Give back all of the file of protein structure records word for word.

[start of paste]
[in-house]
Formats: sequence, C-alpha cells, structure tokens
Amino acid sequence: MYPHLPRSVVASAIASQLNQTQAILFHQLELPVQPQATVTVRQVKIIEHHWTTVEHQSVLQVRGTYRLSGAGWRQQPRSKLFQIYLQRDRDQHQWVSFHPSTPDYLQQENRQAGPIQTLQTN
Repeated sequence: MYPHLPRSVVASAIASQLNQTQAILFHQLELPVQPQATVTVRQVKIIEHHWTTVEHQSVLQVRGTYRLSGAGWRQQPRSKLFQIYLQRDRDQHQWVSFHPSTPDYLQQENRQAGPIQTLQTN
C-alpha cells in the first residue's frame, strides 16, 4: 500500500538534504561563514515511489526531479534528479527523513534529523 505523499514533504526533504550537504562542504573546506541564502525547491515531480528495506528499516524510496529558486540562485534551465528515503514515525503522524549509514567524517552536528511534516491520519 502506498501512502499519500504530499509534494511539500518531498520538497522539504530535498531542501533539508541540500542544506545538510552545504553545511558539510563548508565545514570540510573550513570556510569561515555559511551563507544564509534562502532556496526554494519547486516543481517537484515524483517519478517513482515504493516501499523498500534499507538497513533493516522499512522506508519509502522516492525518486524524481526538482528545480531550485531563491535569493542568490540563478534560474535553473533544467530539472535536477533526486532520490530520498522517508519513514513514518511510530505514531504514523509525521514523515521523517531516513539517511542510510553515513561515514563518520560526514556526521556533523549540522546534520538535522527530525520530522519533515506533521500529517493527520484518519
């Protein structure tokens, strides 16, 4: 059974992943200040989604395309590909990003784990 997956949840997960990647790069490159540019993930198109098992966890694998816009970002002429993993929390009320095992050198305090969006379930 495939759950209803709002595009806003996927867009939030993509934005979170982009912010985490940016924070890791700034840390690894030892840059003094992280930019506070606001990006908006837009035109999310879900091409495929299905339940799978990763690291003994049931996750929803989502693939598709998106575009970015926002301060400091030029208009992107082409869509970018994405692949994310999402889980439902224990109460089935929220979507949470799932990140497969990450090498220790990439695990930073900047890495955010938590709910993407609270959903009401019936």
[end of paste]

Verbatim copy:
[in-house]
Formats: sequence, C-alpha cells, structure tokens
Amino acid sequence: MYPHLPRSVVASAIASQLNQTQAILFHQLELPVQPQATVTVRQVKIIEHHWTTVEHQSVLQVRGTYRLSGAGWRQQPRSKLFQIYLQRDRDQHQWVSFHPSTPDYLQQENRQAGPIQTLQTN
Repeated sequence: MYPHLPRSVVASAIASQLNQTQAILFHQLELPVQPQATVTVRQVKIIEHHWTTVEHQSVLQVRGTYRLSGAGWRQQPRSKLFQIYLQRDRDQHQWVSFHPSTPDYLQQENRQAGPIQTLQTN
C-alpha cells in the first residue's frame, strides 16, 4: 500500500538534504561563514515511489526531479534528479527523513534529523 505523499514533504526533504550537504562542504573546506541564502525547491515531480528495506528499516524510496529558486540562485534551465528515503514515525503522524549509514567524517552536528511534516491520519 502506498501512502499519500504530499509534494511539500518531498520538497522539504530535498531542501533539508541540500542544506545538510552545504553545511558539510563548508565545514570540510573550513570556510569561515555559511551563507544564509534562502532556496526554494519547486516543481517537484515524483517519478517513482515504493516501499523498500534499507538497513533493516522499512522506508519509502522516492525518486524524481526538482528545480531550485531563491535569493542568490540563478534560474535553473533544467530539472535536477533526486532520490530520498522517508519513514513514518511510530505514531504514523509525521514523515521523517531516513539517511542510510553515513561515514563518520560526514556526521556533523549540522546534520538535522527530525520530522519533515506533521500529517493527520484518519
């Protein structure tokens, strides 16, 4: 059974992943200040989604395309590909990003784990 997956949840997960990647790069490159540019993930198109098992966890694998816009970002002429993993929390009320095992050198305090969006379930 495939759950209803709002595009806003996927867009939030993509934005979170982009912010985490940016924070890791700034840390690894030892840059003094992280930019506070606001990006908006837009035109999310879900091409495929299905339940799978990763690291003994049931996750929803989502693939598709998106575009970015926002301060400091030029208009992107082409869509970018994405692949994310999402889980439902224990109460089935929220979507949470799932990140497969990450090498220790990439695990930073900047890495955010938590709910993407609270959903009401019936």